Polycystic Ovarian Syndrome (PCOS)
Polycystic Ovarian Syndrome (PCOS) is a common condition that affects approximately one in 5 women
PCOS is not a disease, but a condition with symptoms that include:
difficulties with conception
irregular or infrequent periods
excessive hair (hirsutism).
It is a complex condition to identify and very few women have the same symptoms.
If an ultrasound examination is undertaken, it may be that the ovaries appear ‘cystic’. However, the ‘cysts’ on the ovaries are actually follicles that contain eggs.
Many women may have a cystic appearance of their ovaries on ultrasound without having PCOS, so it is slightly confusing and certainly PCOS is not diagnosed on the basis of an ultrasound examination alone.
PCOS is a Hormonal condition
Some of the hormones that are affected by PCOS include insulin and androgens (male hormones) - particularly testosterone
It is the male hormone which can cause acne and hair to grow in odd places.
High levels of androgens and insulin affect the menstrual cycle and can prevent ovulation which means that a woman with PCOS may not ovulate regularly or at all, and therefore it may be difficult for them to conceive naturally.
However, this is not always the case, and women with PCOS need to use contraception if they are not planning a pregnancy.
Women with PCOS suffer with depression and anxiety more commonly that women without PCOS. This may be due to the hormone changes themselves, but also coping with hirsutism, acne, weight gain, and fertility problems which can affect mood and exacerbate depression or anxiety.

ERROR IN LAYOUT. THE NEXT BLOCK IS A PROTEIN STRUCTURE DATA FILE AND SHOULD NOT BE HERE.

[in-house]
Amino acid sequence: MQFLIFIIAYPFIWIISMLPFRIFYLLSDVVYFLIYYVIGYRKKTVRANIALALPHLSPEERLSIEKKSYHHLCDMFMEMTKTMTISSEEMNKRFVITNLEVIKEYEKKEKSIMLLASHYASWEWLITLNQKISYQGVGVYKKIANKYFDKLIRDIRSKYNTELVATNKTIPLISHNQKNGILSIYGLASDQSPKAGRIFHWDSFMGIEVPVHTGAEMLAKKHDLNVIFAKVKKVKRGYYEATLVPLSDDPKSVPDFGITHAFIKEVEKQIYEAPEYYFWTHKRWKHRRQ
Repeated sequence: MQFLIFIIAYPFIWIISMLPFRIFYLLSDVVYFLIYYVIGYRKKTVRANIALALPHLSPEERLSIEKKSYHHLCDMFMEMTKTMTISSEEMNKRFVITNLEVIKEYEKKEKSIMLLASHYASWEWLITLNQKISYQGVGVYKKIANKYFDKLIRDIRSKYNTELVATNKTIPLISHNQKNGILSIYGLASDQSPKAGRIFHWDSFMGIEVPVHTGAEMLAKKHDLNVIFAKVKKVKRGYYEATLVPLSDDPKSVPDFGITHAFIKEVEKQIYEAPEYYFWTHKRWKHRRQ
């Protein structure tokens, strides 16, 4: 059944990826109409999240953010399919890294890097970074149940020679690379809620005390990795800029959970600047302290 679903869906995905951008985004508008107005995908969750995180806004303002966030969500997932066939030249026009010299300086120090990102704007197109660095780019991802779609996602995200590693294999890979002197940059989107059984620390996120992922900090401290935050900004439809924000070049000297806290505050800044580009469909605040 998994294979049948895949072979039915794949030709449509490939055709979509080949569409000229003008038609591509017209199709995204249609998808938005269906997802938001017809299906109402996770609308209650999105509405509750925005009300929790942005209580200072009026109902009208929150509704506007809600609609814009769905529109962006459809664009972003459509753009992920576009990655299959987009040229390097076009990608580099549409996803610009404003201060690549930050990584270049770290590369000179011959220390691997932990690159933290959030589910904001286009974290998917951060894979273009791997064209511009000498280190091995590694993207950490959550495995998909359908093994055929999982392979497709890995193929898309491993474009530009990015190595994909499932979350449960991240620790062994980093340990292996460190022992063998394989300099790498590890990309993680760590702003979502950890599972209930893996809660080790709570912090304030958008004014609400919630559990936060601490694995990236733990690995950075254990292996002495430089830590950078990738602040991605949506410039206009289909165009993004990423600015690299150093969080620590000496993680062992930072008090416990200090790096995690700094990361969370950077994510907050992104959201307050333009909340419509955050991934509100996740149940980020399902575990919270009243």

What causes PCOS?
There is no clearly identified cause of PCOS, although there are associations that run within families, in women who have insulin resistance, women who are overweight, and women from certain ethnic groups.
The association with insulin resistance is complex because women with PCOS may have insulin resistance as a result of their family history or genes and therefore more likely to develop PCOS, but women who are overweight are more likely to develop insulin resistance as well, or there may be a combination of factors.
PCOS is diagnosed when at least 2 of the 3 following are met:
The ovaries show 12 or more follicles on one ultrasound imaging
There are high levels of male hormones (hyperandrogenism) in the blood or symptoms suggesting excessive androgens such as hirsutism and acne
There are irregular or no periods.
If you think you may have PCOS you can see your GP or any of the doctors at Clinic 66 and we will help with some investigations, which will usually include an ultrasound of the pelvis, blood tests, and a full history and examination including BMI (body mass index).
A good GP or any of doctors at Clinic 66 can help you manage your PCOS. It requires a multidisciplinary approach looking at diet, exercise, and sometimes medications. The key to management of PCOS is to understand and manage lifestyle accordingly.
In particular, weight loss (if overweight) can have significant benefit on PCOS and other aspects of health including reducing the risk of developing Type 2 Diabetes and cardiovascular disease. Unfortunately, there is only one way to lose weight effectively and for the long term which is to burn off more calories than you take in.
Women with PCOS should aim to do 30 minutes of regular exercise in order to increase the heart rate such as brisk walking, cycling, rowing, and team sports.
There are also some medications used to manage PCOS and these may include the oral contraceptive pill, Metformin, and sometimes other drugs which can affect the hormones, help with weight loss or reduce anxiety or treat depression.
If you think you may have PCOS, make an appointment; come and see any of our consulting doctors, we will help you make a diagnosis and create a management plan which will help you achieve what you want to achieve and improve your symptoms relating to PCOS.